I was in the Barnes and Noble following a suggestion from a published writer. On-line research is fine, and I had already come up with several competitive titles, but I liked the author's suggestion, simplified here: list a few different ways that your book could be described (in my case, gardening, humor, memoir) and check out those sections in a big bookstore to see what possible comparisons are lurking on the shelves.
It was a great suggestion and a useful exercise. I learned quickly that my book will probably not be shelved in the Gardening section at B&N. The subject best represented there was vegetable gardening, followed closely by container gardening and then by marijuana cultivation. (Growing pot is illegal in most places, but writing and publishing books about growing pot growing is not. Guess which activity is more profitable?) There was one book in this section that, by a considerable mental effort, could be considered a garden memoir, but it had been published a few decades earlier. I moved to the Humor section.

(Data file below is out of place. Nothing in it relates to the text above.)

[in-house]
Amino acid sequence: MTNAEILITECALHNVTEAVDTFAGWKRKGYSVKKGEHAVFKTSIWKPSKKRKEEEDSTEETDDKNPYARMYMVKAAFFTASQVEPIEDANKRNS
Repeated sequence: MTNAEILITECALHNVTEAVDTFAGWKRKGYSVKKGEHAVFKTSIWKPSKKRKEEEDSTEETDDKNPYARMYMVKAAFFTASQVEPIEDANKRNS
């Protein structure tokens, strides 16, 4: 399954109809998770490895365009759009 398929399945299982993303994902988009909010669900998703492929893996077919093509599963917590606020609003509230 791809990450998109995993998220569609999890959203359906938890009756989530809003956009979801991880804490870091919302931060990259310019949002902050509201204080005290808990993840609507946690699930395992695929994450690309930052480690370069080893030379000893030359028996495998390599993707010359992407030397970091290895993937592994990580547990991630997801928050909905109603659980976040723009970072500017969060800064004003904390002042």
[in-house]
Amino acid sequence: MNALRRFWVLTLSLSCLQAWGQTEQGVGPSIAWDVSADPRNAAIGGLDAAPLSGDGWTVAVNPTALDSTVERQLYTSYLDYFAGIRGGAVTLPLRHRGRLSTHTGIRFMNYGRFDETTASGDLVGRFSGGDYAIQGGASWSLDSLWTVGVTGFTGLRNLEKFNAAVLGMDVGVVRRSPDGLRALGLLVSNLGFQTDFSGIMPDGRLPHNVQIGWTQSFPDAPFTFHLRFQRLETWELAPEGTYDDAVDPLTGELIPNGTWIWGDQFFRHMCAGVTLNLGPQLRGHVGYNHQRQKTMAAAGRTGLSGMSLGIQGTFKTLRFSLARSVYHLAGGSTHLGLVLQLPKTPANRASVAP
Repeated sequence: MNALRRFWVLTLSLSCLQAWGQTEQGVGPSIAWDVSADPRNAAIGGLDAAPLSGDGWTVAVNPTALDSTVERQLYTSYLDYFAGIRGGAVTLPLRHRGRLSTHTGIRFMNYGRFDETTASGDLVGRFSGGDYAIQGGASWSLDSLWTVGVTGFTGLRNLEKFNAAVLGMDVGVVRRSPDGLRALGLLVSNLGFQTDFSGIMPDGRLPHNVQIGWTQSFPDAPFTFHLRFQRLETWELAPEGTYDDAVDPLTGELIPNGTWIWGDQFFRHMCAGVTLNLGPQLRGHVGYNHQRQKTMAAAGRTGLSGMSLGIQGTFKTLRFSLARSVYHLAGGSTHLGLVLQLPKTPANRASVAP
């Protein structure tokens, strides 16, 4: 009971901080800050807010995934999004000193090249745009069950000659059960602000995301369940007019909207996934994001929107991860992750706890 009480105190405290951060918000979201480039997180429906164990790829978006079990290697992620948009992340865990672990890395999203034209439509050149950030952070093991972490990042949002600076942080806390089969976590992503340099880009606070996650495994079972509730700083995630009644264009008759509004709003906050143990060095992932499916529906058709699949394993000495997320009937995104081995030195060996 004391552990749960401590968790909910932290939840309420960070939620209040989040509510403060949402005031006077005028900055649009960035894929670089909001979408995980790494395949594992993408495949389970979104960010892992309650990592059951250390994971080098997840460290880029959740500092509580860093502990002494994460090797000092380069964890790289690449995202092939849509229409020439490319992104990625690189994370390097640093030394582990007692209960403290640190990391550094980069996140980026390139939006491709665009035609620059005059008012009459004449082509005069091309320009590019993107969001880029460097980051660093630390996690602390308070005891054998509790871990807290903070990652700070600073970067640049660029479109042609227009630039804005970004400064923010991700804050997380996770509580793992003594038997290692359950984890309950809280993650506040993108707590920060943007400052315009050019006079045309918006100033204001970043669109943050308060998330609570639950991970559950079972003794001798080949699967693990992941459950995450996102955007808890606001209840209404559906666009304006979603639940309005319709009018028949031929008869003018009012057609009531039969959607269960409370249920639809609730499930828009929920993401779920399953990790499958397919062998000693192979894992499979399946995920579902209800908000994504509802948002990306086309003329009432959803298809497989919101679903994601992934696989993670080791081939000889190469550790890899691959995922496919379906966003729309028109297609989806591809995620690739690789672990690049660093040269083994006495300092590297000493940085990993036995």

This was a mixed bag, including everything from Garrison Keillor's Pretty Good Joke Book to Mike Birbiglia's Sleepwalk with Me (memoir, kind of) to Julie Klausner's I Don't Care About Your Band (also memoir, kind of.) I don't think my book belongs here, though, and I don't see any real competitors. I write to be funny, but not that funny.
B&N doesn't have a Memoir section. They do have a Biography section, though, and it is here that I found my might-be competitors, although we all know that Biography is different from Memoir which is different from Autobiography. I'm just pleased that B&N has a shelf all ready for my book – I'm sure a few slots will have opened up by the time it's published.